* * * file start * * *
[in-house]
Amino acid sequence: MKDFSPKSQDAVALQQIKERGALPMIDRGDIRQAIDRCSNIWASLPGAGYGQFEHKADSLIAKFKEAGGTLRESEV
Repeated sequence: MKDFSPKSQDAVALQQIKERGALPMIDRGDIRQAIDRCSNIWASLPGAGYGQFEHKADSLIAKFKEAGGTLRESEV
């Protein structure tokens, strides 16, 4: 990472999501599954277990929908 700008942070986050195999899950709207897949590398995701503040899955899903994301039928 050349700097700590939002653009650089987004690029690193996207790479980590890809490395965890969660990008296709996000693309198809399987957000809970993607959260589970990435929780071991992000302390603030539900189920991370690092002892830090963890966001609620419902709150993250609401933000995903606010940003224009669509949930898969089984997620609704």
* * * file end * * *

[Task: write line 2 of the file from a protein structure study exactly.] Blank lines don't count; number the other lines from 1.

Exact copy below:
Amino acid sequence: MKDFSPKSQDAVALQQIKERGALPMIDRGDIRQAIDRCSNIWASLPGAGYGQFEHKADSLIAKFKEAGGTLRESEV